This kind of ‘approval transaction’ sets us up for a lot of heartache and disappointment since we really can’t control how others respond to us. Whenever we fail to get the response we so desperately need, we can’t help but feel shitty.

When I first had this realisation a while back, it hit me BIG time. The approval trap has been such a huge issue for me, one that I wasn’t even aware of for most of my life. One that I now recognise has been at the heart of so much of my over-achieving, over-working, over-socialising in the past. A few years ago, this approval chase actually landed me in bed with adrenal fatigue — I had literally overworked myself to the point of exhaustion, riding on the highs of praise and appreciation.

I’ve spent a ton of time working on healing this in myself and where it ultimately comes from. But I’m also glad – because knowing this quality so well in myself allows me to so clearly recognise it in others and teach what I’ve learned from it.

purple fall leaves


So how can we get better at saying no and establishing good boundaries for ourselves?

I’ve found that it really comes down to two things: (1) checking in with yourself, and (2) cross-referencing your priorities.

1) Checking in with yourself

When something comes up, I find it really helpful to ask myself this question before taking anything on or agreeing to something: If I get zero validation for doing this, will I still feel good about it?

If it’s yes, then great! If it’s no… don’t do it! You might feel wracked with guilt as you think of the consequences of saying no to something but I encourage you to get a bit curious here and ask yourself where it’s coming from. Are you afraid that you’ll look like a bad person? Perhaps there’s a way to say no with love so the other person knows that you still care. Are you afraid to miss out on other opportunities? Again, perhaps there’s a way to say no with gratitude and appreciation. Are you looking for approval? Work on giving this energy to yourself instead of getting caught in the vicious cycle of searching for it elsewhere.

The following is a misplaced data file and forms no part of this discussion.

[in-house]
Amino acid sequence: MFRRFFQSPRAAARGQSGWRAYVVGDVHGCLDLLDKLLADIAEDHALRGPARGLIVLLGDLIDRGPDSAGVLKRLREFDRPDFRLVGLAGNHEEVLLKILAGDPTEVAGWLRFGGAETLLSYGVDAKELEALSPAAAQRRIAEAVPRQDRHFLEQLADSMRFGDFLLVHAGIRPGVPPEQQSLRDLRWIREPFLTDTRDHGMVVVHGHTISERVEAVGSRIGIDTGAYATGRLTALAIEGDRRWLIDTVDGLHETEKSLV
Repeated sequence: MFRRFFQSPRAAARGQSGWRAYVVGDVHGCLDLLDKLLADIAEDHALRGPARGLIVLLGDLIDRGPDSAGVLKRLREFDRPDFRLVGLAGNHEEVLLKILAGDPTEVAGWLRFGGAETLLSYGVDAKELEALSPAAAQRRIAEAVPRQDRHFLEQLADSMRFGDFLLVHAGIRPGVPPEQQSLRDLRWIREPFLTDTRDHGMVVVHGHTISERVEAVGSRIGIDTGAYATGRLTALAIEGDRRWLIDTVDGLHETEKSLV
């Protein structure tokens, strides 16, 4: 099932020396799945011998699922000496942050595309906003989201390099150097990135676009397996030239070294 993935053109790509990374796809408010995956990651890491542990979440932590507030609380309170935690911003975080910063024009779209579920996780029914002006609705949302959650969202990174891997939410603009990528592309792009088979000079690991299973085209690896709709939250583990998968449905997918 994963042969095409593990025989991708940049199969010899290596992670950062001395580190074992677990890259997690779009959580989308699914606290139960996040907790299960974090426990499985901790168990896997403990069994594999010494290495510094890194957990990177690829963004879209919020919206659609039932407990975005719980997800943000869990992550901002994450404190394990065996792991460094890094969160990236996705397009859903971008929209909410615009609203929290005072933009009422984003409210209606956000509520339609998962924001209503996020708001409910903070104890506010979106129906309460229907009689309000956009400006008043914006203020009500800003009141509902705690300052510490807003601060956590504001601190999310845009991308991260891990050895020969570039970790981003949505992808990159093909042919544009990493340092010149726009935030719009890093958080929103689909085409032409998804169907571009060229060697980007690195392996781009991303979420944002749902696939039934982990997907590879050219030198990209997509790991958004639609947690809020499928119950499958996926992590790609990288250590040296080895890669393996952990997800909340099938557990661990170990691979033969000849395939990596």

Remember: when you don’t NEED someone to say thank you or give you validation, that’s when you know you’re on the right track.

2) Cross-reference your priorities

The other thing that’s been helping me immensely is getting crystal clear on my top priorities. I came to this conclusion last year when I realised that I have too many things going on! There’s honestly too much I want to do and it’s impossible to fit it all in. I’ve got some big dreams and goals and it’s important to keep them in mind on a regular basis so they don’t get lost along the wayside. I do this by making a list of no more than 4 top priorities. For example, here’s my current list below:

My Top Priority List
+ ample selfcare time (daily exercise, meditation, journaling, 7-8 hrs sleep & eating foods that make me feel my best)
+ self-growth & raising my vibrations
+ work (managing + coaching)
+ writing & developing The Wellness Explorer

When anything outside of these priorities comes up, I cross-reference it with this list to see if it fits and is in alignment. And I very rarely say yes to anything that conflicts!

This might mean that sometimes I have to turn down a dinner with a friend in order to finish my writing for the week. Or conversely, it might mean that I carve out time to have a nature day with a bestie because I KNOW this will skyrocket my vibrations. It’s not completely cut & dry but more of a guideline that I’m continually checking in with.

This means that I often have to say no to tons of other things that I genuinely want to do and this makes me sad. However, it also ensures that I’m living and growing in a way that makes me feel my best.

Everytime you say YES to something you don’t really feel up to or can’t fit in, you’re essentially saying NO to yourself and your priorities.

Despite what the world teaches us about being selfless, this is not a good quality to have – more of a recipe for exhaustion and depletion! You must fill your cup up first before you can give to others.

Your time is precious and life is short. Don’t waste it by saying yes to things that don’t fully light you up.

Just say NO


I invite you to experiment with this and see how it works for you. Is there something in your life right now that you have said yes to that you’re feeling less than 100% about? What if you did things differently?